I recently quit my job via an interoffice email. I was so upset with my employer, that I just couldn’t take it anymore and did not want to meet face to face, I just wanted to leave. I feel now it was the wrong thing to do and I am sorry about it. What can I do? Judy M.
Apologize in person. Belle
I remember when I sent my first email. Used to communicating over a telephone, it was difficult to word the email, so it was way too long and personal in nature. It was like writing a letter except that you don’t seal it in an envelope and take it to the post office. With a letter you have time to change your mind about sending it or you can rewrite it. With email, once you press send—it’s a done deal in seconds and there is no taking it back.
Today most people either email or text more than they telephone friends, family and co-workers. It is an acceptable method of communication and for some people, an exclusive way to communicate. After a conversation, we often forget some points that were made or if we aren’t listening forget the whole conversation. Keeping the email thread as a record of communication protects you from those that say “You never told me.” It is often said, about conversation, that “It isn’t what you say it’s how you say it.” However with email “It is what you send, period!” The subtle nuances of conversation do not translate over cyberspace.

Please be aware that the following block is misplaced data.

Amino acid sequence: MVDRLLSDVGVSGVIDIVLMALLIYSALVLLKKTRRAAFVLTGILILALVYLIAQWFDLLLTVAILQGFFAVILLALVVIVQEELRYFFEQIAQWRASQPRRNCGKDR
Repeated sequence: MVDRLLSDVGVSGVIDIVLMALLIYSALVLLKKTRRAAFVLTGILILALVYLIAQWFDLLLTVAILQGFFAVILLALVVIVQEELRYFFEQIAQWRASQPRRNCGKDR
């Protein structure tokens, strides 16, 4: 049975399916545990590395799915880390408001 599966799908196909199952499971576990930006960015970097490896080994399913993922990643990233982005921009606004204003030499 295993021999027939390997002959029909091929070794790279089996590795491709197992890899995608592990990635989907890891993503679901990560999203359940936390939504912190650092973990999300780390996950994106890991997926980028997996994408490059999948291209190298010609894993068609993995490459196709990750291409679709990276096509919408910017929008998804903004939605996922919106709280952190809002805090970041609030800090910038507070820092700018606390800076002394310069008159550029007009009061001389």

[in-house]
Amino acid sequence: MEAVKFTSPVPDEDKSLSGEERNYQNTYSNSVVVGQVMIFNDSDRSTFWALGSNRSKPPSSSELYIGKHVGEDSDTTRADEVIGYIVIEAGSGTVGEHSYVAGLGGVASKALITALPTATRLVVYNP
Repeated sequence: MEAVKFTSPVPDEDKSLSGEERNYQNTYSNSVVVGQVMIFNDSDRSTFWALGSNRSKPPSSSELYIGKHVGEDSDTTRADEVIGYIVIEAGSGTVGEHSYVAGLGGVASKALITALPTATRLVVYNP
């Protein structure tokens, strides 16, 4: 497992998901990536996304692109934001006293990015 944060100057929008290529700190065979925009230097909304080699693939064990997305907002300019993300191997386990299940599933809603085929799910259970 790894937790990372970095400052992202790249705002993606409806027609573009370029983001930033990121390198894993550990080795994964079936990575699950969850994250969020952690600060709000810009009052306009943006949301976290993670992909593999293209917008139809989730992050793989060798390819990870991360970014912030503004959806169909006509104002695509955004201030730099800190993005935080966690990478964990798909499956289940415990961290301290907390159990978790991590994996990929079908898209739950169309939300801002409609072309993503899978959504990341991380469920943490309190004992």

With so many people using email at home and in the office, it becomes necessary to use certain professional standards to ensure that what we write is really what we intend to communicate.
Here are some pointers to consider before you hit the send button:
- Use the subject field to indicate content and purpose. Your email may be ignored if the subject isn’t clear or just says “Hi”. The dental team should decide to use acronyms that quickly identify actions. For instance the Business Coordinator may use PQ for Patient Question or MSR for Monthly Status Report. The Dental Assistants might use TRT for Treatment Rendered Today.
- Don’t use smiley faces to diffuse words which may be taken as offensive. It doesn’t work.
- Don’t use all caps unless you want the person to think that you are yelling at them or reprimanding them. All lower case just looks like you don’t want to take the time to communicate.